It's one thing to be willing to go vote for a candidate on Election Day (or, more accurately, against the other candidate); it's another entirely to be willing to donate scarce money, canvass and evangelize, and infuse the campaign with passion and energy. That many liberals will still be willing to do the former notwithstanding their dissatisfaction does not mean they will do the latter. That level of progressive commitment to Obama's candidacy was vital to his victory in 2008, and its absence could be crippling in 2012 (a dependency on Wall Street cash even greater than 2008 can only take one so far). Wasn't that one obvious lesson of 2010: the central role base enthusiasm plays in election outcomes?
Democratic Party supporters can try to put a happy face on this problem by citing approval ratings, but it only masks the serious problem of intense dissatisfaction and lack of enthusiasm (Matt Yglesias and others, for instance, touted a poll from Netroots Nation finding 80% approval for Obama as evidence that the base loves the President, studiously ignoring the much more significant fact that only 27% "strongly approved" of Obama in that poll, while 53% approved only "somewhat," and 20% expressed some form of disapproval [strong or somewhat]: a poll of hard-core Democratic activists that finds that only 27% "strongly approve" of their own Party's president is hardly some sign of a healthy relationship with the base: quite the opposite).
Perhaps the most unconvincing part of Kilgore's argument is the notion that the White House cares about the views of its liberal base but it is not worried only because there is not pervasive anger among the average base voter. For more persuasive is the amply-supported argument from this blogger that Obama wants to be attacked by liberals because of the perception that it politically benefits him by making him look centrist, non-partisan and independent; it also endears him to the D.C. media class, which -- in its classic anti-democratic style -- swoons for any politician who scorns their own voters. With this strategy, the angrier liberals are with Obama, the better off he is; hence, openly boasting about aggressive efforts to cut Social Security and Medicare benefits, just like publicly chiding liberals for not being more appreciative of him as he repeatedly did before the 2010 election, is designed to highlight this schism. It's not merely that he lacks a fear of liberal dissatisfaction; it's that he affirmatively craves it.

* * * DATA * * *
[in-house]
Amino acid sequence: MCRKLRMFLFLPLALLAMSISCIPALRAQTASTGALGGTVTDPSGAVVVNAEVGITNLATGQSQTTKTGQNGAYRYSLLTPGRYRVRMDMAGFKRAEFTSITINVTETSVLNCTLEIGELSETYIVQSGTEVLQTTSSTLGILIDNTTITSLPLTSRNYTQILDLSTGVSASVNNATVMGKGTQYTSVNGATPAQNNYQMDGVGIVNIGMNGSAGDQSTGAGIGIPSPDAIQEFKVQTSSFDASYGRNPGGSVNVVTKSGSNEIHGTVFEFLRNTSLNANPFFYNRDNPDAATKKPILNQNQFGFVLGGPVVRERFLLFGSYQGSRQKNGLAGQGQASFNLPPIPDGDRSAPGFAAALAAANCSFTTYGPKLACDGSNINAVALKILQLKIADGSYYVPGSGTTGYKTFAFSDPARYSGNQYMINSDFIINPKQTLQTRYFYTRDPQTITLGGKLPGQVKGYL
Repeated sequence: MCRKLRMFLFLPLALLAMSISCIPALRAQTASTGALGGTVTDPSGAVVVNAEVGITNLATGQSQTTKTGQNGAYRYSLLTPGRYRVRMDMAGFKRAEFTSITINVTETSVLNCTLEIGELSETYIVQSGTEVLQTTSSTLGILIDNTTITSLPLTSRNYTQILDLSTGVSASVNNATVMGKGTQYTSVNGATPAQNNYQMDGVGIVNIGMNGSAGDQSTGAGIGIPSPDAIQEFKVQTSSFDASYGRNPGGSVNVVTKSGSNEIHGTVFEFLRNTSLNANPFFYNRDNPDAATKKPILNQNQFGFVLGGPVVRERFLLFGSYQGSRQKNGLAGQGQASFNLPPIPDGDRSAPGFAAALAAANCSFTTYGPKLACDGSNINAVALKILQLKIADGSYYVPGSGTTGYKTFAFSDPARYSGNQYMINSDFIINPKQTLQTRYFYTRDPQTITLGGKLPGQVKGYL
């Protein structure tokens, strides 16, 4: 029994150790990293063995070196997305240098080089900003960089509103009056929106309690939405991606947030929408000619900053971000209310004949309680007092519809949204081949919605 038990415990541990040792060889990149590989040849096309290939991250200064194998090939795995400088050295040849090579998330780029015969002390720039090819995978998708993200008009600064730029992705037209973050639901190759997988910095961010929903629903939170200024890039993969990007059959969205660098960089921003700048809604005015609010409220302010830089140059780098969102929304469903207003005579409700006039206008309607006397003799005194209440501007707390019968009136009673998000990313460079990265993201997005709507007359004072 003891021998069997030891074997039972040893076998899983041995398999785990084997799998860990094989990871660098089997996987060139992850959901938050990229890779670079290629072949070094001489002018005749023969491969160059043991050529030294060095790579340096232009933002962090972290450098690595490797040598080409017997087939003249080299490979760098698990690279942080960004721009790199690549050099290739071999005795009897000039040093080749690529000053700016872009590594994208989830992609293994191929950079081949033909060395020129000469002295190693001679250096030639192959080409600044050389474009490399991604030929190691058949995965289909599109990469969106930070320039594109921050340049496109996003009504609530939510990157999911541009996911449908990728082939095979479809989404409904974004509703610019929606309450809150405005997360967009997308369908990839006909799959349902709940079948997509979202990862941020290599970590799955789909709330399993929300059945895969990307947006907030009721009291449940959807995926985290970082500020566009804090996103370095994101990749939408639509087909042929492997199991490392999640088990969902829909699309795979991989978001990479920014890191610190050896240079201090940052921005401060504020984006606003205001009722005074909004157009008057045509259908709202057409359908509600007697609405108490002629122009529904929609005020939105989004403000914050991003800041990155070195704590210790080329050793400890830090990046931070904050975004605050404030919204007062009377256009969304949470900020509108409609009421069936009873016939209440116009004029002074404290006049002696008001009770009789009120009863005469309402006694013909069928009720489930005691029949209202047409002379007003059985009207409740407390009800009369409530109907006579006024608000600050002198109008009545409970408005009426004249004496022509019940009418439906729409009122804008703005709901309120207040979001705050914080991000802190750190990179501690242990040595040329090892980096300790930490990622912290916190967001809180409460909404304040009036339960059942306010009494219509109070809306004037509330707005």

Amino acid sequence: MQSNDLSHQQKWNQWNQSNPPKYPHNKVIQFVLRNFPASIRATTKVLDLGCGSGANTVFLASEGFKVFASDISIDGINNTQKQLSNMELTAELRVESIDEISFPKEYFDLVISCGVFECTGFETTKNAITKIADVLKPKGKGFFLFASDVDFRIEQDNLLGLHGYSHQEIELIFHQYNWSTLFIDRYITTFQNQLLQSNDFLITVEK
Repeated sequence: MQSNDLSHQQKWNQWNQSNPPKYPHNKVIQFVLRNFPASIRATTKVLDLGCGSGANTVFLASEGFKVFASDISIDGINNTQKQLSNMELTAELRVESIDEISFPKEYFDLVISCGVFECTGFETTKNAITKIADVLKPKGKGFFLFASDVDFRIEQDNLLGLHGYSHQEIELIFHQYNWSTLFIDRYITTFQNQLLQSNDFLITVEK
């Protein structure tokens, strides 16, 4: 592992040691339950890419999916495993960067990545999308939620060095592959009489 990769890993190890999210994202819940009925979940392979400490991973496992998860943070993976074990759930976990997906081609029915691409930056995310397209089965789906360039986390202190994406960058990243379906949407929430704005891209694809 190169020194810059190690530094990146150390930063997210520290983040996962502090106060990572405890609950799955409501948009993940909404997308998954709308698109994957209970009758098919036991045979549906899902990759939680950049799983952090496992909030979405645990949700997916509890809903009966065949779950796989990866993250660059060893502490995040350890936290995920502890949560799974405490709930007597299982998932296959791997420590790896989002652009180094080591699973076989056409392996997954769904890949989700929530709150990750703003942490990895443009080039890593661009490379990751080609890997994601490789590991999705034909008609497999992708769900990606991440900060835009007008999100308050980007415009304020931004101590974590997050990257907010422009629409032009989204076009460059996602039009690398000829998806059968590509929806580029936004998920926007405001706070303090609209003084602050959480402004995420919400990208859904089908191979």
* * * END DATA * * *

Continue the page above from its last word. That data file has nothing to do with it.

But that's a dangerous strategy. U.S. presidential elections are very closely decided affairs, and alienating the Left even to some degree can be lethal for a national Democratic campaign; shouldn't the 2000 election, along with 2010, have cemented that lesson forever? Kilgore (and the White House) are almost certainly right that most dissatisfied progressives will end up voting for Obama no matter what. The 2000 experience has soured many to the notion of supporting a third-party candidate, and the fear-mongering that will undoubtedly replace "hope" as Obama's re-election strategy will be, like most fear-based campaigns, effective. The stunning silence in the face of Obama's efforts to cut Social Security and Medicare benefits (along with his pursuit of a whole slew of other policies ostensibly anathema to liberals) should put to rest any notion that there will be mass defection of liberal voters in 2012 to the GOP or a third party.
But that fact is only a small part of the story. Even small defections, along with pervasive cynicism, disappointment, and apathy, can sink Obama's campaign. Kilgore's underlying assumption is correct, and it's one I've argued many times: a political constituency that slavishly and unconditionally supports a Party will inevitably be ignored by that Party. That's just basic political rationality. The question is whether the clearly growing discontent on the Left will translate into anything more meaningful than impotent words. I genuinely don't know the answer, but the hubristic confidence on the part of the White House, as expressed by Kilgore, seems very unwarranted.
Read the more at Salon.com